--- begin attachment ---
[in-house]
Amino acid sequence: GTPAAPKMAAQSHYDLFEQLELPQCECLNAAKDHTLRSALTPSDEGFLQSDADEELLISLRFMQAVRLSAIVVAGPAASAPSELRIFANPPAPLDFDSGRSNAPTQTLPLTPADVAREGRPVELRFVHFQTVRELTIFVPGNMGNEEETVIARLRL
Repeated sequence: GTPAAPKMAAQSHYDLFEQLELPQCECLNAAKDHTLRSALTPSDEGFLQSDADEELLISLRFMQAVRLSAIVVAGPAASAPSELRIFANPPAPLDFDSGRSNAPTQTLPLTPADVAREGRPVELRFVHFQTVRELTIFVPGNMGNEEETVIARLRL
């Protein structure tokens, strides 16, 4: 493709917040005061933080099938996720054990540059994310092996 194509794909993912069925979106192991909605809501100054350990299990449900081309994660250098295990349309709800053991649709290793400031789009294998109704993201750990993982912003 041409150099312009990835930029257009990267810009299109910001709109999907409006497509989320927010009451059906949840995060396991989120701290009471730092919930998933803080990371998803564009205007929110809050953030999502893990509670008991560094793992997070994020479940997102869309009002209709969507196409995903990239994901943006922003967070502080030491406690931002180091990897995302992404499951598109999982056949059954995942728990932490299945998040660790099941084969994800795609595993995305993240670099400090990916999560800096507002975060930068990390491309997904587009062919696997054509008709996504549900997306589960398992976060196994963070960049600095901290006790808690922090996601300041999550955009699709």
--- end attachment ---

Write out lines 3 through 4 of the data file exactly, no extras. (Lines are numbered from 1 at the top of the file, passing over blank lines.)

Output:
Repeated sequence: GTPAAPKMAAQSHYDLFEQLELPQCECLNAAKDHTLRSALTPSDEGFLQSDADEELLISLRFMQAVRLSAIVVAGPAASAPSELRIFANPPAPLDFDSGRSNAPTQTLPLTPADVAREGRPVELRFVHFQTVRELTIFVPGNMGNEEETVIARLRL
């Protein structure tokens, strides 16, 4: 493709917040005061933080099938996720054990540059994310092996 194509794909993912069925979106192991909605809501100054350990299990449900081309994660250098295990349309709800053991649709290793400031789009294998109704993201750990993982912003 041409150099312009990835930029257009990267810009299109910001709109999907409006497509989320927010009451059906949840995060396991989120701290009471730092919930998933803080990371998803564009205007929110809050953030999502893990509670008991560094793992997070994020479940997102869309009002209709969507196409995903990239994901943006922003967070502080030491406690931002180091990897995302992404499951598109999982056949059954995942728990932490299945998040660790099941084969994800795609595993995305993240670099400090990916999560800096507002975060930068990390491309997904587009062919696997054509008709996504549900997306589960398992976060196994963070960049600095901290006790808690922090996601300041999550955009699709």